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End of the road for Festiva

Fiesta time: The 2002 Festiva is likely to be based on the nextgeneration of the European Ford Fiesta.

Korea out and South America in that is Ford Australia's plan for the next Festiva

15 Dec 1999

FORD Australia looks set to drop the Festiva from its model line-up for at least a year from the end of 2000.

Talks with Kia Motors over future model supplies appear to have collapsed, leaving Ford with few options for a replacement model in the near future.

The most likely scenario would be for Ford to abandon the bottom end market segment until the next generation Ford Fiesta is released in 2002.

The Fiesta will be developed in Europe but will also be built in South America, where labour and production costs are considerably lower - making it ideal for the price sensitive Australian light car market.

Ford has secured sufficient supplies of the existing Festiva to get through to the end of next year.

To cover the loss of a model which accounts for about 15,000 units a year, Ford Australia would probably need to introduce "stripper" models of both the Ka and Laser.

However, it would not be an ideal line-up because the Ka does not come with an automatic transmission (and has a poor engine) while there is no three-door Laser hatchback available, only a five-door.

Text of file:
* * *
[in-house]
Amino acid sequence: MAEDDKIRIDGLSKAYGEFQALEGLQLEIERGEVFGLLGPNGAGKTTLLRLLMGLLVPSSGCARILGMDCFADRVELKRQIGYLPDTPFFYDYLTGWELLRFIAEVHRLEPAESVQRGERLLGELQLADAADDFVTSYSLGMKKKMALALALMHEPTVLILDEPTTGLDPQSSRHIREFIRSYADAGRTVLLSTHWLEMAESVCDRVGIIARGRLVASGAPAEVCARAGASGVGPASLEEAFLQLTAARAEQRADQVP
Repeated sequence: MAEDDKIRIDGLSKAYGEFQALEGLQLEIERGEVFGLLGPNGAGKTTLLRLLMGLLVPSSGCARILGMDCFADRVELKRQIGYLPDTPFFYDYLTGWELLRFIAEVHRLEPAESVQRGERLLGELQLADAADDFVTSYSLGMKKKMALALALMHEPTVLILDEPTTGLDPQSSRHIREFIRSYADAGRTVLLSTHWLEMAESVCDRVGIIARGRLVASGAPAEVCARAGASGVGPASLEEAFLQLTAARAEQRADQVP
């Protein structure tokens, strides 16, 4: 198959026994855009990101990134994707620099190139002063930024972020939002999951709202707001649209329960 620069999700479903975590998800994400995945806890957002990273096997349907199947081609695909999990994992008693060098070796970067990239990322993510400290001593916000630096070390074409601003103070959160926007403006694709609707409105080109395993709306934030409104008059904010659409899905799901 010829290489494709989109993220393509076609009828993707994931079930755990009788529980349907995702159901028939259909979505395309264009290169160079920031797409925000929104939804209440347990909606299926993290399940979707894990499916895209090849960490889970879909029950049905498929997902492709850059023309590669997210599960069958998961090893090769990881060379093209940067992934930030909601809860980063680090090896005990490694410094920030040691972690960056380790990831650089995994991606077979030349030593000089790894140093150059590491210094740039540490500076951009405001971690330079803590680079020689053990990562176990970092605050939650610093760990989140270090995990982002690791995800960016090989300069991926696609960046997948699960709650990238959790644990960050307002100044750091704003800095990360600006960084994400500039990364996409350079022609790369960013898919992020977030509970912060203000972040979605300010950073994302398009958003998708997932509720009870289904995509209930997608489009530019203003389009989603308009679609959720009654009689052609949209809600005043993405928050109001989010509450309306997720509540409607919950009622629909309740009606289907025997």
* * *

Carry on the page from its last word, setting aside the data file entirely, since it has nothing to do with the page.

The president of Ford Australia, Geoff Polites, did not even make a planned trip to South Korea two weeks ago to conclude discussions aimed at securing supplies of the Kia Rio.

He conceded only that the Kia deal was "looking less likely" than ever.

"It is just making less sense as a business equation because of their requirements and because of our requirements," Mr Polites said on Wednesday.

"With the numbers they require and no currency protection, we just cannot make a business case for us or our dealers.

"We wanted it - we still want it - and we have done very well with that car (the current Kia-supplied Festiva), but if it doesn't make sense it doesn't make sense." Mr Polites said that going without a replacement for a year of so was "certainly an option".

"We would just have to look at other products in the range (to cover the loss)," he said.

Interestingly, Polites has a good working relationship with the president of Ford South America, Terry de Jonckheere, who is also a Ford Motor Co vice-president and board member.

Mr de Jonckheere is a former president of Ford Asia-Pacific and consequently knows the Australian market well.

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